Post-rockers Oh Hiroshima are getting ready to raise the bar with the release of their new record Myriad. Due to be released this Friday, via Napalm Records, the band’s fourth album is the most musically advanced collection they will have yet to release. As a result of the pandemic-related lockdowns, the group was afforded additional time to finetune the sound and production of the album, coming through with a very worthwhile follow-up to 2019’s acclaimed Oscillation.
Myriad is a mixed bag of emotions, with more melancholy moments, and ones of clarity, precision, and power. The incorporation of trumpets, cellos, and trombones throughout has added a whole new musical dimension to the group, which is now actually a duo since last year when bassist Simon Forsberg decided to move on. Despite the loss of Forsberg, it afforded remaining members Jakob Hemström and Oskar Nilsson to broaden their sound and branch out.
With Myriad now arriving in our playlists this week, Hemström has joined us today for a session of Stereo Six, in which he describes to us six albums that were integral for him in the writing and recording of this impressive new record.
1. My Bloody Valentine – Loveless (1991, Creation Records, Sire Records)
“I listened to a lot of shoegaze while writing for Myriad and this is of course the most classic shoegaze album of them all. Listening to My Bloody Valentine during the writing process made me want to have a more distorted sound and pushed me to use classic chords in ways that I usually don’t when writing for Oh Hiroshima.”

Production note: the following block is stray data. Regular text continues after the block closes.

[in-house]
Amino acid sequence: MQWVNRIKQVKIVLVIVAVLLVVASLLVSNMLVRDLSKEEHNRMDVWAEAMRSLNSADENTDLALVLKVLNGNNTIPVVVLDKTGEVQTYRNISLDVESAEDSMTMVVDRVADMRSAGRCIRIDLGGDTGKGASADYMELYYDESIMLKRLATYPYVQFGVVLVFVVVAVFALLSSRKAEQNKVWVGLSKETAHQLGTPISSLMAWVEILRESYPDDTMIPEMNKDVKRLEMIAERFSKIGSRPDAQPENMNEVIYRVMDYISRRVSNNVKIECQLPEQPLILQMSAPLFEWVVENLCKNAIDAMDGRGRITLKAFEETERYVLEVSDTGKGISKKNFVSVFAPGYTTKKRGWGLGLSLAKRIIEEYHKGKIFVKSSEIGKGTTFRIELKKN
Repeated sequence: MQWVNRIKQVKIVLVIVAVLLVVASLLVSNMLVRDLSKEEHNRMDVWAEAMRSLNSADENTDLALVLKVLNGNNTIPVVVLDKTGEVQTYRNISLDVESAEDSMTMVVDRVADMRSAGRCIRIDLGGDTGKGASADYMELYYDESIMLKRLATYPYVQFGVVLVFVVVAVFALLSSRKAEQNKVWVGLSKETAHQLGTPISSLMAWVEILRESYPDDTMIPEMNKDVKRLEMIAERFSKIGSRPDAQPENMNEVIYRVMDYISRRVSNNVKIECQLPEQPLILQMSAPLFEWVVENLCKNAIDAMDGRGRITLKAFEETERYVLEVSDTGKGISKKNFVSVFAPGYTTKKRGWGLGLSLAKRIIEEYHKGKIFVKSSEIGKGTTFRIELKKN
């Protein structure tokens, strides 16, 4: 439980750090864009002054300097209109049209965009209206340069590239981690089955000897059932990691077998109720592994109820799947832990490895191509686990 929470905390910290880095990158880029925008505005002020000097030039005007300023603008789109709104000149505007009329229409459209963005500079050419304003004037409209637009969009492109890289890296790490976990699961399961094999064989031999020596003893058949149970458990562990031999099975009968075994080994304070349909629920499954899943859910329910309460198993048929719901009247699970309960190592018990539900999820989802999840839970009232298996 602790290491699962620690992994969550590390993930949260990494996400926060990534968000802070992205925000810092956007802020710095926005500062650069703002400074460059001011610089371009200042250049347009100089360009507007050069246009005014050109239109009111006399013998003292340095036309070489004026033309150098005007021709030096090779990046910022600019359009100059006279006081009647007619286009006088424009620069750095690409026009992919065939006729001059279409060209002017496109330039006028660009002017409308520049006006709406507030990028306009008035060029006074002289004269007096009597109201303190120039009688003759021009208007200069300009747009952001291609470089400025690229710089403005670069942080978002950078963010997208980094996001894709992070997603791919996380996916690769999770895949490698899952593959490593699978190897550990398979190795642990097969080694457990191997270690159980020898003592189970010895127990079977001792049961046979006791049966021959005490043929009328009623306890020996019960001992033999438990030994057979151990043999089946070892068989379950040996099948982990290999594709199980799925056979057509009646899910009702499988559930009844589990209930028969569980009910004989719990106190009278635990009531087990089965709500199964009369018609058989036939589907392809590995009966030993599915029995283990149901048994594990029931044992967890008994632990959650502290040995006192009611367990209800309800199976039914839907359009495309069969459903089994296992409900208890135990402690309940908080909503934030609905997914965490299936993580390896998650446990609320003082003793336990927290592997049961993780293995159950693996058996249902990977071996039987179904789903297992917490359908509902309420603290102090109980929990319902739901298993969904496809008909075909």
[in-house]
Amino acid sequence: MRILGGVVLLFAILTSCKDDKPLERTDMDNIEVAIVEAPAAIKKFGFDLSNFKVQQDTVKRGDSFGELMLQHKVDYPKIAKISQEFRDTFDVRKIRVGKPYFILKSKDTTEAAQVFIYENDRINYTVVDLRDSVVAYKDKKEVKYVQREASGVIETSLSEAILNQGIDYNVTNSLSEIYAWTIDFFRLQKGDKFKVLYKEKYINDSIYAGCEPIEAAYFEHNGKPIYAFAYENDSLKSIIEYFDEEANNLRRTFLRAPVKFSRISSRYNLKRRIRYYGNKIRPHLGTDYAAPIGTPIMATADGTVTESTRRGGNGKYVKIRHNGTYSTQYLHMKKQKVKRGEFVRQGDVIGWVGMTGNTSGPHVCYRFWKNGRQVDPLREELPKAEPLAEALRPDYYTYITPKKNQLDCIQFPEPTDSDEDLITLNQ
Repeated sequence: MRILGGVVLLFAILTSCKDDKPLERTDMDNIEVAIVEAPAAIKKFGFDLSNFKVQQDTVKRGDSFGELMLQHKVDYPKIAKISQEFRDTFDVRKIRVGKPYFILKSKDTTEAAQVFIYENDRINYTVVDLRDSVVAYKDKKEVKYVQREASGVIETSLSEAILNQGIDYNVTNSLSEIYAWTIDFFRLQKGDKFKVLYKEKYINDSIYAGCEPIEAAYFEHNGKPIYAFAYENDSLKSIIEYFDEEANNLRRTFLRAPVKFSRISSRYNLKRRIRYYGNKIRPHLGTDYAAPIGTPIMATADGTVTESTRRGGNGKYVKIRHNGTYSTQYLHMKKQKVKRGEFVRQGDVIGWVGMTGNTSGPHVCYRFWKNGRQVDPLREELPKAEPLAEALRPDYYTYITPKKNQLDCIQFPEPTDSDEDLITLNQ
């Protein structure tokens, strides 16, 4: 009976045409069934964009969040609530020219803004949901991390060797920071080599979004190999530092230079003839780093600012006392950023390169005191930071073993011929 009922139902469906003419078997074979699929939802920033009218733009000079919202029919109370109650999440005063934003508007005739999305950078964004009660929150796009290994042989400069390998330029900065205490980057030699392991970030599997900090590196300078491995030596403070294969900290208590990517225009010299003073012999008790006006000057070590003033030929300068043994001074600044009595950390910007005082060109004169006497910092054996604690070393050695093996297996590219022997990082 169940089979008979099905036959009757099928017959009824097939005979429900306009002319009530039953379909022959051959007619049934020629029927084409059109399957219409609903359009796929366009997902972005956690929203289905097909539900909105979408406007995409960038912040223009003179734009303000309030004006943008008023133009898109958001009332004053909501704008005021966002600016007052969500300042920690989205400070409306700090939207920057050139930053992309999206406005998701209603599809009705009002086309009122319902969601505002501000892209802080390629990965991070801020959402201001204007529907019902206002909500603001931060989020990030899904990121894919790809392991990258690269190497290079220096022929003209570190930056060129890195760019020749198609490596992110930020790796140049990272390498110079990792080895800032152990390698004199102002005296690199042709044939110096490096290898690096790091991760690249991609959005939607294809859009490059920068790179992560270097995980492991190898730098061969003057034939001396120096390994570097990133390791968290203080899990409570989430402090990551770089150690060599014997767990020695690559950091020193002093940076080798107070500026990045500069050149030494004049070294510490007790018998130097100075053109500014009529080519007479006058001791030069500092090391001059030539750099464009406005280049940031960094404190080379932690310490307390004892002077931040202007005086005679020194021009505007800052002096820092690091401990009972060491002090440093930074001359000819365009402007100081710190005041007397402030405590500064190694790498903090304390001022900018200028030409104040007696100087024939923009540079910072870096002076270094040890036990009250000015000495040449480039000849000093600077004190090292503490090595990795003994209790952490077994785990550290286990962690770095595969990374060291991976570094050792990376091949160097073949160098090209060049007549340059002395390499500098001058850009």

2. Hopesfall – The Satellite Years (2002, Trustkill Records)
“This is an important record for me, and for the sound of Oh Hiroshima from the start of the band up until today. It was the record that got me into certain types of heavier music, and eventually led me to embrace the post-rock genre. Such a great mix of both of those worlds. I listened a lot to this record while learning to play guitar, so certain techniques and ways of playing on this record still informs my own guitar playing to a large extent.”
3. Low – Ones and Sixes (2015, Sub Pop Records)
“One of my favourite bands of all time. I’m constantly returning to their records, so I’m sure they somehow influence everything I do musically. I love the minimalism, and of course the heart-aching beauty of the vocal harmonies, but also how heavy they can get when not even using a full drum set. I listed this album because it was their latest release when we were writing for Myriad, but basically everything they do creeps into my creative mind.”
4. Wovenhand – Mosaic (2006, Glitterhouse Records, Sounds Familyre)
“David Eugene Edwards’ music have always had a big influence on me since the first time I listened to Mosaic, and especially after seeing him perform live during that era of his career. This is immensely powerful music. It’s primitive in a way that makes it reach into the deepest depths of your very being.”
5. God Is An Astronaut – Ghost Tapes 10 (2021, Napalm Records)
“The latest GIAA album is my favourite from their whole discography. It’s fast-paced and quite short, but there so much happening in there. They keep it interesting while sticking to drums, bass, and two guitars for a large portion of the album. I really like that, and I love the sounds of the guitars on this one. It definitely inspired me to write more intense and direct songs when working on Myriad.”
6. Curveball: The Smiths – The Smiths (1984, Rough Trade)
“Johnny Marr’s guitar playing is the best. So original, such a great sound and so many cleaver ways of approaching songs with the guitar. His way of playing these angular chords note-by-note on the E-B-G strings has always inspired me. On top of this we got Morrissey’s tender but powerful voice floating over the music in a way that’s purely addictive. When working on some of the vocal parts for Myriad, there where certainly times when I felt myself being drawn to his distinctive way of singing.”